Vol­un­teers de­fend Seil against fear of French

The Oban Times - - News -

TWO ar­tillery com­pa­nies, called the Eas­dale Vol­un­teers, guarded Seil’s west­ern shores for 50 years against the threat of French in­va­sion, wrote Lt Col Tim Sin­clair, a for­mer gun­ner, of Clachan Seil.

In 1859, Bri­tain feared it faced naval at­tack from France’s Em­peror Napoleon III and within two years 161,000 had signed up for a vol­un­teer corps, in­clud­ing 12 ar­tillery com­pa­nies in Ar­gyll and two on Eas­dale: 1st Corps the Ar­gyll Ar­tillery Vol­un­teers, which formed on March 7, 1860.

Un­der the com­mand of Cap­tain An­gus Whyte, the slate quarry man­ager, the two com­pa­nies drilled their ar­tillery skills on four huge 32-pounder guns, fir­ing can­non balls from Eas­dale’s shores 1,200m out into the At­lantic.

The men of the slate quar­ries, im­mac­u­late in their blue ar­tillery uni­forms, then took charge of more pow­er­ful 64-pounder guns in 1891 – the bar­rels weighed three tonnes alone, heav­ier than a Range Rover – and they fired heav­ier, spin­ning shells twice as far. So skilled were the Eas­dale gun­ners, they won the King’s Cup in a con­test or­gan­ised by the Scot­tish Na­tional Ar­tillery As­so­ci­a­tion in 1905.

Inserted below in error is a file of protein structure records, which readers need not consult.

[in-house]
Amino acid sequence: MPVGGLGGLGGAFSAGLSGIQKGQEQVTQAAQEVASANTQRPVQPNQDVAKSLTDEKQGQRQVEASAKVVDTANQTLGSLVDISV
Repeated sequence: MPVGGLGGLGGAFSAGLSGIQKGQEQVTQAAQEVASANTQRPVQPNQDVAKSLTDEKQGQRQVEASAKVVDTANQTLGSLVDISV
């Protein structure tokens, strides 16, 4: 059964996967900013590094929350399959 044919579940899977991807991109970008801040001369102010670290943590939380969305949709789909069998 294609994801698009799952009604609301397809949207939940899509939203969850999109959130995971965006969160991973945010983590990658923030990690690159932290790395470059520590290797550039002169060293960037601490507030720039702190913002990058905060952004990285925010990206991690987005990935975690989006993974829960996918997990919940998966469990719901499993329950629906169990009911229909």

Lt Col Sin­clair doc­u­mented the story of one day’s ar­tillery train­ing in 1899, when the man­ager of the slate quar­ries, Ma­jor Matthew Wil­son, gauged the range and ac­cu­racy of shots fired from the guns at a tiny float­ing tar­get, a wooden bar­rel an­chored in the At­lantic swell, bob­bing 2,000m away. As deaf­en­ing ex­plo­sions pealed across the is­land, it took the 29kg shells just six sec­onds to splash into the sea 2km away.

Forty-eight years later, the Eas­dale gun­ners stood down, and in 1908 the vol­un­teer force gave way to the Ter­ri­to­rial Force – to­day’s Ter­ri­to­rial Army.

‘Gun­nery was a skill the is­lan­ders trained hard to mas­ter,’ wrote Lt Col Sin­clair. ‘For the 48 years of its ex­is­tence, the vol­un­teer ar­tillery never had to fire its guns in anger. The threat­ened in­va­sion never took place. But if the Eas­dale gun­ners had ever been called upon to de­fend th­ese is­lands from at­tack, they would have been ready.’

The ex­hi­bi­tion fea­tured a life-size model of the 64-pounder guns – but, while most of the orig­i­nals were swept away by storms or sold for scrap, one iron-wheeled, oak and teak gun car­riage and gun bar­rel, fired by this great, great-grandad’s army, still sur­vives on Eas­dale to­day.

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